The New Zealand parliament, for example, has tasked a special cross-party parliamentary committee with scrutinising the actions of the Government during the current crisis. The committee is chaired by the Leader of the Opposition, sits remotely and its proceedings are live-streamed to the public.
A number of prominent Australian judges have called for a similar model to be adopted here and this is certainly worthy of debate – in the parliament.
When parliament does reconvene to consider the Government’s proposal on wage subsidies, Mr Morrison should not try to shut it down again after he gets what he needs.
Instead, the Prime Minister must allow the parliament to continue to perform its vital democratic functions during the current crisis.
Birmingham UK is alive with Muslims. This is indicative of the downfall of the UK. Islam now controls much of the country. Will we allow Bill Shorten to do this to our country?
If he gets control he already promised to open up the borders. Will you vote for the ALP/Greens?
The United Kingdom long been the fascist nation. Australia is not too far behind, having its strings pulled by MI6 and the CIA.
April 18, 2016 “Information Clearing House” – British citizens are now watched by Big Brother more closely than any other people in the world. All activity by British people on the web or on the phone is now monitored and stored. The British government employs more secret police – GCHQ, MI5, MI6 and SO15 – per head of population than Russia. Let me repeat that. The British have more secret police per head of population than Russia. British people are watched on closed circuit television more often than any other people in the world. Under the Prevent programme, “radicals” like me can only speak in universities under monitoring so intense and conditions so onerous that organisers give up, as I can personally witness.
The Prevent strategy provides for informants in every governmental institution who report any expressions of dissent. The UK has effective levels of surveillance – and a far higher volume of intelligence reports on their own citizens – than were ever achieved by the Stasi in Eastern Germany.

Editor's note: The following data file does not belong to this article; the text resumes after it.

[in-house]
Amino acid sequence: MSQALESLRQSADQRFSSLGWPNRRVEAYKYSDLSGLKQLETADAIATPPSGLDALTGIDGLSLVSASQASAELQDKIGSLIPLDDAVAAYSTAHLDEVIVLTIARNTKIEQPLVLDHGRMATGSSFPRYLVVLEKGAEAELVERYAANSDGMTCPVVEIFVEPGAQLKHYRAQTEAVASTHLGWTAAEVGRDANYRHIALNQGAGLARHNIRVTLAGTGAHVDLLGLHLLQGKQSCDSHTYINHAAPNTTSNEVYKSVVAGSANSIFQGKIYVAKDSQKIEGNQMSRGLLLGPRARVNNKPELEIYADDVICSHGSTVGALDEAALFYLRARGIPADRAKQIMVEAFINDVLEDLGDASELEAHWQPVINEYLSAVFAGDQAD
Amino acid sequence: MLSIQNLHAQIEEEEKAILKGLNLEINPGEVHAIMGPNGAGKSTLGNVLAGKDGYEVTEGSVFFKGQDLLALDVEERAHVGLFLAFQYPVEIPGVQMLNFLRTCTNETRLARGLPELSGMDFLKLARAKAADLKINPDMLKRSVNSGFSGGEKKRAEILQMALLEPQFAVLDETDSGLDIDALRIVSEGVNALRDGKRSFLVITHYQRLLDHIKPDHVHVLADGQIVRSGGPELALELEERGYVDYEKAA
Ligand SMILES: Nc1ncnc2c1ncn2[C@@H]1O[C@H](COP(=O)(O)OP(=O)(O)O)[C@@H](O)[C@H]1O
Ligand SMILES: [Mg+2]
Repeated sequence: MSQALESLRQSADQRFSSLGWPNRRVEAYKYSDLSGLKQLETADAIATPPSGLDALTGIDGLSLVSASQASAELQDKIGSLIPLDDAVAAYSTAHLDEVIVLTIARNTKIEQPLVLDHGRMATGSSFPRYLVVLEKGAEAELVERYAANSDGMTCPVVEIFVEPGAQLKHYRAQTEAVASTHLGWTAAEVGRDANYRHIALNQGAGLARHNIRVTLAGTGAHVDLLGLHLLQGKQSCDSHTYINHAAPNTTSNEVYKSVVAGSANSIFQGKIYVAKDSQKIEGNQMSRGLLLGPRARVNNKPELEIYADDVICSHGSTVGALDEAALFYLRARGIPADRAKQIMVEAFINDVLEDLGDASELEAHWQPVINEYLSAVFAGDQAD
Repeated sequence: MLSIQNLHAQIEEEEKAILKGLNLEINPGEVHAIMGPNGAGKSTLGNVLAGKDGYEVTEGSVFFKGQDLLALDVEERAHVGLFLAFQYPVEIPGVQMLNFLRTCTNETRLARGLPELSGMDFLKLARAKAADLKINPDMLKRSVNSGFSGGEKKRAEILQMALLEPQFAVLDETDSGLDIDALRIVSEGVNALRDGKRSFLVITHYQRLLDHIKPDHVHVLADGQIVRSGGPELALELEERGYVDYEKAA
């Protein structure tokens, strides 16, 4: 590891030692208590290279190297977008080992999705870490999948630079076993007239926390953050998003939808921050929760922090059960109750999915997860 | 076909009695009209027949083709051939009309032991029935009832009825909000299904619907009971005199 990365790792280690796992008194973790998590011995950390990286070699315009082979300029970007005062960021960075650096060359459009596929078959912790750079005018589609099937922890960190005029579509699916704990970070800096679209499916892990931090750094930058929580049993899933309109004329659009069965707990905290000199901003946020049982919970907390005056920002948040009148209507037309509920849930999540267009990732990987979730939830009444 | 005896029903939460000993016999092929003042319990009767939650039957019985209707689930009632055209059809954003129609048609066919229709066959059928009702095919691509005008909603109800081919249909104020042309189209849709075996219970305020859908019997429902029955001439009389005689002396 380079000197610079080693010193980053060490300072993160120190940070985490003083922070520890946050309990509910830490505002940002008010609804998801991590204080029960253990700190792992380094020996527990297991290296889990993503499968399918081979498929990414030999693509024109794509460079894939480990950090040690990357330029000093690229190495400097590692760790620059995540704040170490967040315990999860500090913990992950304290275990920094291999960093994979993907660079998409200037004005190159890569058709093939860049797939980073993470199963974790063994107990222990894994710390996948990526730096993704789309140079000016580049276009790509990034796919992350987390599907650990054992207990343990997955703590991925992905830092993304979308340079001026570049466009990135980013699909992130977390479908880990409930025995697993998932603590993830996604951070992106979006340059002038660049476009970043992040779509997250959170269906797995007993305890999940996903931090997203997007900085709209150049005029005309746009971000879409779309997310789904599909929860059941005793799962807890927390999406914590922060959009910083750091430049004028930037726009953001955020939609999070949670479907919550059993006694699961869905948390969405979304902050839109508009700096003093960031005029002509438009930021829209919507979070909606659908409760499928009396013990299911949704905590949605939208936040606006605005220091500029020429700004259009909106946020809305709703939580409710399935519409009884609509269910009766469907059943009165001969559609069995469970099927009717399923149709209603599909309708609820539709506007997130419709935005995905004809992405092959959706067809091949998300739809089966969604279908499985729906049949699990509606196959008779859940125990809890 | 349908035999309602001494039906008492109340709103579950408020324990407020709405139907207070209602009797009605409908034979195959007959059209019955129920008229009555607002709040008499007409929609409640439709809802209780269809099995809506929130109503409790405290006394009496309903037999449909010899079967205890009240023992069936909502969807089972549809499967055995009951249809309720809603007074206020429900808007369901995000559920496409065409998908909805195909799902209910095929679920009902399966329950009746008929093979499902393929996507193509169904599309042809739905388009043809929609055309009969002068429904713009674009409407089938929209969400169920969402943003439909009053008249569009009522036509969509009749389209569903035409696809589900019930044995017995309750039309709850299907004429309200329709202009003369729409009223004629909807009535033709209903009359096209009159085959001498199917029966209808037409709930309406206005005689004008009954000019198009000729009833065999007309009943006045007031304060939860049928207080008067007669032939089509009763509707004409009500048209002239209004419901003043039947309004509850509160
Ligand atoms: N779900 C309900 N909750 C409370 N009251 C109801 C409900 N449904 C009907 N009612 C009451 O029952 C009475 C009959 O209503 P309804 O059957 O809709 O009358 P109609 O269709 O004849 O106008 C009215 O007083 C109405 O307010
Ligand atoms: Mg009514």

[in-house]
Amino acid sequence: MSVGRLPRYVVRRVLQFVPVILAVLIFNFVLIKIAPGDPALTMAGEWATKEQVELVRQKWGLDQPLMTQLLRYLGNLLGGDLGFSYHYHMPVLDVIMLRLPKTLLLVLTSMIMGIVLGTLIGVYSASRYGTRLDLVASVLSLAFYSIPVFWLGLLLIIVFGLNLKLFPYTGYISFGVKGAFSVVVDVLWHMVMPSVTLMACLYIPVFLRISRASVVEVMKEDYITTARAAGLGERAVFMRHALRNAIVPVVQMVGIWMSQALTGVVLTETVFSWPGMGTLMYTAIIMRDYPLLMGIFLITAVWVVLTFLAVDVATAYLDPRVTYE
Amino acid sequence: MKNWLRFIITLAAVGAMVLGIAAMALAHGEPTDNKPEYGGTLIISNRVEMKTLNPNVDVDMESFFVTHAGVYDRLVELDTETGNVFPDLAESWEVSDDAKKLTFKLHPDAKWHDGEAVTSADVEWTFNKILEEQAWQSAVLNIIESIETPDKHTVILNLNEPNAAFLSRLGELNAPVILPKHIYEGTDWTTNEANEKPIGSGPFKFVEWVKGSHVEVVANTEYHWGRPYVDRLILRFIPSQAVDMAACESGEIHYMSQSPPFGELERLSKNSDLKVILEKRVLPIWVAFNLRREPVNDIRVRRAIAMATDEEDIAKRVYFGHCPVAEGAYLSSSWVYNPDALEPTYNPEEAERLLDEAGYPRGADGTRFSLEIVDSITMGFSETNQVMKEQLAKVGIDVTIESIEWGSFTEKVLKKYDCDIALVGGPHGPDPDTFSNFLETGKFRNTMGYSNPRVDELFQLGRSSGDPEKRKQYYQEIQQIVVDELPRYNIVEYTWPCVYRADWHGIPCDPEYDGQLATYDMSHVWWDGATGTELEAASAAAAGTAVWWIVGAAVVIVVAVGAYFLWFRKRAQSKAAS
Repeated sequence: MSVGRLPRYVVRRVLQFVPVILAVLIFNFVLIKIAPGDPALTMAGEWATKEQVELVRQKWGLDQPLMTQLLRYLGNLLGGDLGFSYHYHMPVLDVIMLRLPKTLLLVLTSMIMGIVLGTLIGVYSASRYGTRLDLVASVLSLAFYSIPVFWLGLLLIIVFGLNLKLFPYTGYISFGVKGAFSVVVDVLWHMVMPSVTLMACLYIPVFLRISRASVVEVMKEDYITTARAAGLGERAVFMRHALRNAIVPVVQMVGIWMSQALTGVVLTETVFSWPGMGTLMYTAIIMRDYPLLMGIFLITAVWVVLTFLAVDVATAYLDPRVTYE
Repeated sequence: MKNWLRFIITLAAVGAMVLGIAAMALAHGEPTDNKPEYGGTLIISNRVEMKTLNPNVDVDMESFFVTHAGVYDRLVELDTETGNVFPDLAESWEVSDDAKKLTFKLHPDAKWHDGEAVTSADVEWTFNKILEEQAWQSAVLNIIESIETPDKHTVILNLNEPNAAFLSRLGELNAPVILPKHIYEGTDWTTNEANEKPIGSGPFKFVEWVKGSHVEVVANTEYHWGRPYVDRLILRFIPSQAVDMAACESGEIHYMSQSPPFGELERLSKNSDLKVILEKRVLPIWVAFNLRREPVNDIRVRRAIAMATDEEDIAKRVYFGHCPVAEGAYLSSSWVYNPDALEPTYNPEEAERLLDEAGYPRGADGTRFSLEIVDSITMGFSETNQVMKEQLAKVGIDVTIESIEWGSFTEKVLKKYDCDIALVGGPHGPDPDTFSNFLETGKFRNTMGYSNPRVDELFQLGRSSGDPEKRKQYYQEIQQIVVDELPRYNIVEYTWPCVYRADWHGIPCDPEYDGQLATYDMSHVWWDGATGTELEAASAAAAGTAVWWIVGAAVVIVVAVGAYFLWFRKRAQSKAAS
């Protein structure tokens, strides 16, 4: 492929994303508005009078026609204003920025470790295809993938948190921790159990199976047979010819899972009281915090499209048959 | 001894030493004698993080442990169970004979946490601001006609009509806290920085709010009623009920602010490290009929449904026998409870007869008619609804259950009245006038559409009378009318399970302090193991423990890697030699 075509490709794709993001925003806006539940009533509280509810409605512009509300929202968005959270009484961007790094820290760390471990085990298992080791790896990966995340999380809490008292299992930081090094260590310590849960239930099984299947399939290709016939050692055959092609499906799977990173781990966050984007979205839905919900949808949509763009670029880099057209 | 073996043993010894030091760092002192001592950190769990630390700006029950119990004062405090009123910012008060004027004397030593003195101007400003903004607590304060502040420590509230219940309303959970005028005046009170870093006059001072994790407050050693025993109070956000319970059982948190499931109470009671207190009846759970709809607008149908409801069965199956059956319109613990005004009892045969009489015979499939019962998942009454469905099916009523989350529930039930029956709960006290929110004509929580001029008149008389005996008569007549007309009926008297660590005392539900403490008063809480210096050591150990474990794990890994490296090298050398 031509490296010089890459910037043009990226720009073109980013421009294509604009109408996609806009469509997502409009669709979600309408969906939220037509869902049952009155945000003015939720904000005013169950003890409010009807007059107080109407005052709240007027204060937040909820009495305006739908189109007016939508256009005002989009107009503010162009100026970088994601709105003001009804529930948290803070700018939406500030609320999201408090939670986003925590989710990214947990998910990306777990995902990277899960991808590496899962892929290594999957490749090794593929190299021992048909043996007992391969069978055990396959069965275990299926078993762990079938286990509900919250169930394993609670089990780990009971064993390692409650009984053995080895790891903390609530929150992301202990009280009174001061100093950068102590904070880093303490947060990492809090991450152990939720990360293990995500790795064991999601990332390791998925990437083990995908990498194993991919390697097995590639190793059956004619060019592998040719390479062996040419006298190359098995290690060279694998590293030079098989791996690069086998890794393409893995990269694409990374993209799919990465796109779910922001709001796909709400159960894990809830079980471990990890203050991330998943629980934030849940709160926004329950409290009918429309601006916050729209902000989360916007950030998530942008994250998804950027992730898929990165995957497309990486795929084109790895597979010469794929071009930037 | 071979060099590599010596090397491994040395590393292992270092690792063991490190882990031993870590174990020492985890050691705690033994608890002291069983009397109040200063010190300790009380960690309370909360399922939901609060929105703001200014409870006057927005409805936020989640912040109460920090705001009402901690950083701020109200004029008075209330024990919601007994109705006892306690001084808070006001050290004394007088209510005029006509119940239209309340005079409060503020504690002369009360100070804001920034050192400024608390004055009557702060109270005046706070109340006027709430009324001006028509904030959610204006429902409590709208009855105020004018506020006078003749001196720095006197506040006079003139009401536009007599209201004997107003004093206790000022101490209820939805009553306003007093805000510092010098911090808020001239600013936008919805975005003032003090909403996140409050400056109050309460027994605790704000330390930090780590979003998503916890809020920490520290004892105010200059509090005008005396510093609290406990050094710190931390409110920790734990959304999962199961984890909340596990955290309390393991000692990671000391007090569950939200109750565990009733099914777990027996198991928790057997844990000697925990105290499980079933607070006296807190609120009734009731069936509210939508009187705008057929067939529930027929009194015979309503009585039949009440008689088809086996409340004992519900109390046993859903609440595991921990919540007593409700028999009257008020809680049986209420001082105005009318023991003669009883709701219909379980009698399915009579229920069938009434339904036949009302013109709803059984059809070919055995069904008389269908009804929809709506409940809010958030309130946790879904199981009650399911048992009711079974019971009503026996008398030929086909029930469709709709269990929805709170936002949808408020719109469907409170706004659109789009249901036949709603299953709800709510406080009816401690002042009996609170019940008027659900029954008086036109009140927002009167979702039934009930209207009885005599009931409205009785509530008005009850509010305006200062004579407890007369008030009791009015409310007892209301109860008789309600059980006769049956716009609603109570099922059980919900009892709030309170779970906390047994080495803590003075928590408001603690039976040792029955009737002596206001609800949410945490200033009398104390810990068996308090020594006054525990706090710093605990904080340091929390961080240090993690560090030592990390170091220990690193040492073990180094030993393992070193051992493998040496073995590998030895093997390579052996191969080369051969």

But of course, it is all “essential” to protect the citizens from the “threat” of Islamic terrorism, which is a fundamental threat to our existence, right?
So how big a threat is Islamic terrorism?
Since 2000, 57 people have been killed in the UK by Islamic terrorism.
Since 2000, 74 people have been killed in the UK by cattle.
So cows are actually a more potent threat to our personal society that terrorism.
Or more seriously – since 2000, 15,612 people have been murdered in the UK. Of whom only 57 were murdered by terrorists. You have in fact almost a 300 times greater chance of being murdered by someone else than by a terrorist. Indeed you have over 200 times a greater chance of being murdered by your partner, a family member or a close friend, than a terrorist.
The surveillance state has fundamentally changed society in response to a “threat” which is statistically miniscule.
It has greatly increased the power of the state, at a time when the state is both facilitating and protecting the greatest growth in wealth inequality in human history.
That is not a coincidence.
Craig Murray is an author, broadcaster and human rights activist. He was British Ambassador to Uzbekistan from August 2002 to October 2004 and Rector of the University of Dundee from 2007 to 2010.https://www.craigmurray.org.uk